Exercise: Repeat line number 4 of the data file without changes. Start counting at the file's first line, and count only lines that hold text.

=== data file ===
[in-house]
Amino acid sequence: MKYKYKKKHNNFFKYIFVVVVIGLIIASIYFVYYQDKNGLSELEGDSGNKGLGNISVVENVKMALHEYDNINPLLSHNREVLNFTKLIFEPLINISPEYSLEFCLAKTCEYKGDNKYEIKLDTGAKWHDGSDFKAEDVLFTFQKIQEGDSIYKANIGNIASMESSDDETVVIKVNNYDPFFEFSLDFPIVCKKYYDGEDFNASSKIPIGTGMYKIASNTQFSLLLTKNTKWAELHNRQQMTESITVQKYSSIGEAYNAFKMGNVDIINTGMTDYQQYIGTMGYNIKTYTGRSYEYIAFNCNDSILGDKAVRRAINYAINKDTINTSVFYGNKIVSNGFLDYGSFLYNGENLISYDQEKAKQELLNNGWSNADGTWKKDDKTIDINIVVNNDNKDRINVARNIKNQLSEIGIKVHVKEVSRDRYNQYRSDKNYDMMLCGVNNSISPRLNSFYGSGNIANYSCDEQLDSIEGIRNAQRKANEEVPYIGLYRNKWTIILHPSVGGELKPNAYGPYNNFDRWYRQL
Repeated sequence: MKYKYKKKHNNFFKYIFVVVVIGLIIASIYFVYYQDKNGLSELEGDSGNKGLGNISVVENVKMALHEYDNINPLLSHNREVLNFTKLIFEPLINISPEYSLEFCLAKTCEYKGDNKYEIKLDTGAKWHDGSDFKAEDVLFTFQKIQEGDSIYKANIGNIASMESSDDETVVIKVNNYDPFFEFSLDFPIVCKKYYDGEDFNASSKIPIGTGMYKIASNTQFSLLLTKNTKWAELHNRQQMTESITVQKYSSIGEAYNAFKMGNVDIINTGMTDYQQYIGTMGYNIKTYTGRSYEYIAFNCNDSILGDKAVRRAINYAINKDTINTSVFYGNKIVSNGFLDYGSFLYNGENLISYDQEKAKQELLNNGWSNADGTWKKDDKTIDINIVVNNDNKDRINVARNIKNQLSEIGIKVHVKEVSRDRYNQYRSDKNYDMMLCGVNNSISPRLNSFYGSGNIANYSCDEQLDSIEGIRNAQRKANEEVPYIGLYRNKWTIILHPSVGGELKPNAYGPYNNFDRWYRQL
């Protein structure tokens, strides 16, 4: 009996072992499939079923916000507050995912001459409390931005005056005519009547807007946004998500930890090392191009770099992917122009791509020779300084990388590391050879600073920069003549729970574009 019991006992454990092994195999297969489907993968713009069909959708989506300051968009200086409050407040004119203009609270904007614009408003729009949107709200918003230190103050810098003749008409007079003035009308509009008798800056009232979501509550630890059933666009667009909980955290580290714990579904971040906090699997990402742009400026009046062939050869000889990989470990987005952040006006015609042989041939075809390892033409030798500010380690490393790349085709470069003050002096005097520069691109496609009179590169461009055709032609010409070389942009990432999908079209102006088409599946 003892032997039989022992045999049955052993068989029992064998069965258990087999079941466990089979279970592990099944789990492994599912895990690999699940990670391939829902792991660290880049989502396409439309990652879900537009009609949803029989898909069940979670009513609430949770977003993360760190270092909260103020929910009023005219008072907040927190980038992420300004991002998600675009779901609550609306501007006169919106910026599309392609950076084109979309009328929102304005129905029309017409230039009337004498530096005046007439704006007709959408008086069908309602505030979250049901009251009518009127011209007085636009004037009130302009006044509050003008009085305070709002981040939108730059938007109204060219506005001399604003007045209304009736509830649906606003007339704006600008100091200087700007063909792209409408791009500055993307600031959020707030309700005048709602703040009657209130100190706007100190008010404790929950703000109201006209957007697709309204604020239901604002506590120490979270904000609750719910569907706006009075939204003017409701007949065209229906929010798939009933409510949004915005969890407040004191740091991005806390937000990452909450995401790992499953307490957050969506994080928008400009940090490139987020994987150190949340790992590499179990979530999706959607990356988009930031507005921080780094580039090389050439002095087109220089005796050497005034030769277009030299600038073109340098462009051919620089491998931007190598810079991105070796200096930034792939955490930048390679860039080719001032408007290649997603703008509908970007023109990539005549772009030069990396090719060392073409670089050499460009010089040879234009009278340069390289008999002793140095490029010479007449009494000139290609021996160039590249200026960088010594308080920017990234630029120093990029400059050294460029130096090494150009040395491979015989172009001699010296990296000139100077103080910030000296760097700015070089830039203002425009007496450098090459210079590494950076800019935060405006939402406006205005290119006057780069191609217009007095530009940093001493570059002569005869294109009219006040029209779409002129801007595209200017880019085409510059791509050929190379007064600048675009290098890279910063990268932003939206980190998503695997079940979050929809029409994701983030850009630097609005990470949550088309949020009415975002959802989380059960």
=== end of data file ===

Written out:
């Protein structure tokens, strides 16, 4: 009996072992499939079923916000507050995912001459409390931005005056005519009547807007946004998500930890090392191009770099992917122009791509020779300084990388590391050879600073920069003549729970574009 019991006992454990092994195999297969489907993968713009069909959708989506300051968009200086409050407040004119203009609270904007614009408003729009949107709200918003230190103050810098003749008409007079003035009308509009008798800056009232979501509550630890059933666009667009909980955290580290714990579904971040906090699997990402742009400026009046062939050869000889990989470990987005952040006006015609042989041939075809390892033409030798500010380690490393790349085709470069003050002096005097520069691109496609009179590169461009055709032609010409070389942009990432999908079209102006088409599946 003892032997039989022992045999049955052993068989029992064998069965258990087999079941466990089979279970592990099944789990492994599912895990690999699940990670391939829902792991660290880049989502396409439309990652879900537009009609949803029989898909069940979670009513609430949770977003993360760190270092909260103020929910009023005219008072907040927190980038992420300004991002998600675009779901609550609306501007006169919106910026599309392609950076084109979309009328929102304005129905029309017409230039009337004498530096005046007439704006007709959408008086069908309602505030979250049901009251009518009127011209007085636009004037009130302009006044509050003008009085305070709002981040939108730059938007109204060219506005001399604003007045209304009736509830649906606003007339704006600008100091200087700007063909792209409408791009500055993307600031959020707030309700005048709602703040009657209130100190706007100190008010404790929950703000109201006209957007697709309204604020239901604002506590120490979270904000609750719910569907706006009075939204003017409701007949065209229906929010798939009933409510949004915005969890407040004191740091991005806390937000990452909450995401790992499953307490957050969506994080928008400009940090490139987020994987150190949340790992590499179990979530999706959607990356988009930031507005921080780094580039090389050439002095087109220089005796050497005034030769277009030299600038073109340098462009051919620089491998931007190598810079991105070796200096930034792939955490930048390679860039080719001032408007290649997603703008509908970007023109990539005549772009030069990396090719060392073409670089050499460009010089040879234009009278340069390289008999002793140095490029010479007449009494000139290609021996160039590249200026960088010594308080920017990234630029120093990029400059050294460029130096090494150009040395491979015989172009001699010296990296000139100077103080910030000296760097700015070089830039203002425009007496450098090459210079590494950076800019935060405006939402406006205005290119006057780069191609217009007095530009940093001493570059002569005869294109009219006040029209779409002129801007595209200017880019085409510059791509050929190379007064600048675009290098890279910063990268932003939206980190998503695997079940979050929809029409994701983030850009630097609005990470949550088309949020009415975002959802989380059960």